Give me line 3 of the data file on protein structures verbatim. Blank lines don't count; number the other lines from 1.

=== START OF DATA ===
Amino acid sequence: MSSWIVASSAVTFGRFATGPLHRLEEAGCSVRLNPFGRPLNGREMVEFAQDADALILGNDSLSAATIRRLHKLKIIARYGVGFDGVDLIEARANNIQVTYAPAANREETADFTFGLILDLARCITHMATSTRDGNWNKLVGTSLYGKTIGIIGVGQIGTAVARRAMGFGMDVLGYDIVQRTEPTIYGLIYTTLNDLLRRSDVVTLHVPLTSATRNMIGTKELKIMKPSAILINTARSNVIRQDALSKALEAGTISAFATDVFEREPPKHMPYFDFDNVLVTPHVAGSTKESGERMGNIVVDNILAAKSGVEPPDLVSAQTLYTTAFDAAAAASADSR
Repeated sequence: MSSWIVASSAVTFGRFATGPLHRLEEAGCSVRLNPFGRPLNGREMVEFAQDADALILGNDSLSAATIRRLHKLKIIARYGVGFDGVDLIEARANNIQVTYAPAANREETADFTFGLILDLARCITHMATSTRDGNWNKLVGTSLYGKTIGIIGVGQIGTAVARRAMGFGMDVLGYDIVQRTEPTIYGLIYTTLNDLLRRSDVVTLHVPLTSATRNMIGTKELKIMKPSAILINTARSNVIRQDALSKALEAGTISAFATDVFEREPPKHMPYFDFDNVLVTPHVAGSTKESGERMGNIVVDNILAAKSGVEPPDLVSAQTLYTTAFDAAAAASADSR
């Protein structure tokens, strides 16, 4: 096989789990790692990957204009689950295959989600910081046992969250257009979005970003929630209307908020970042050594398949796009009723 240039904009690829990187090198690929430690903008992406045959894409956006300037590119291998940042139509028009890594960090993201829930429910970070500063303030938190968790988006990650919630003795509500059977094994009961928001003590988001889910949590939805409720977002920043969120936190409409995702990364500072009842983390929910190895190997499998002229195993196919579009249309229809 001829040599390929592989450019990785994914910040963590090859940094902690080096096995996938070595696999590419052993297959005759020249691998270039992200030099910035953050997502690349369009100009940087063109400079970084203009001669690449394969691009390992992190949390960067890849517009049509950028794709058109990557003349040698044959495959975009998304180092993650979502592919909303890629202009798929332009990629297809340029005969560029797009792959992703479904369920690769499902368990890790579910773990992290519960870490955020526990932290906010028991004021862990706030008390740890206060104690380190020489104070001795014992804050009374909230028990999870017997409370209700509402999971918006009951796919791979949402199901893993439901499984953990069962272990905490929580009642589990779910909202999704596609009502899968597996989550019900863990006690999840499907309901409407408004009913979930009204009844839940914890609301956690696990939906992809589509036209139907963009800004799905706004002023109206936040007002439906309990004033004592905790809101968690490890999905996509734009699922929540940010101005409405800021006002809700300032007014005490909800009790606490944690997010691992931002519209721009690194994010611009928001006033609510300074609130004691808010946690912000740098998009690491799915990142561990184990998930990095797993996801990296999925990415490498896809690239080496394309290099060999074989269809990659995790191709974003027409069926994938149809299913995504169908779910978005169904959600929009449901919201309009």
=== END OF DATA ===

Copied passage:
């Protein structure tokens, strides 16, 4: 096989789990790692990957204009689950295959989600910081046992969250257009979005970003929630209307908020970042050594398949796009009723 240039904009690829990187090198690929430690903008992406045959894409956006300037590119291998940042139509028009890594960090993201829930429910970070500063303030938190968790988006990650919630003795509500059977094994009961928001003590988001889910949590939805409720977002920043969120936190409409995702990364500072009842983390929910190895190997499998002229195993196919579009249309229809 001829040599390929592989450019990785994914910040963590090859940094902690080096096995996938070595696999590419052993297959005759020249691998270039992200030099910035953050997502690349369009100009940087063109400079970084203009001669690449394969691009390992992190949390960067890849517009049509950028794709058109990557003349040698044959495959975009998304180092993650979502592919909303890629202009798929332009990629297809340029005969560029797009792959992703479904369920690769499902368990890790579910773990992290519960870490955020526990932290906010028991004021862990706030008390740890206060104690380190020489104070001795014992804050009374909230028990999870017997409370209700509402999971918006009951796919791979949402199901893993439901499984953990069962272990905490929580009642589990779910909202999704596609009502899968597996989550019900863990006690999840499907309901409407408004009913979930009204009844839940914890609301956690696990939906992809589509036209139907963009800004799905706004002023109206936040007002439906309990004033004592905790809101968690490890999905996509734009699922929540940010101005409405800021006002809700300032007014005490909800009790606490944690997010691992931002519209721009690194994010611009928001006033609510300074609130004691808010946690912000740098998009690491799915990142561990184990998930990095797993996801990296999925990415490498896809690239080496394309290099060999074989269809990659995790191709974003027409069926994938149809299913995504169908779910978005169904959600929009449901919201309009």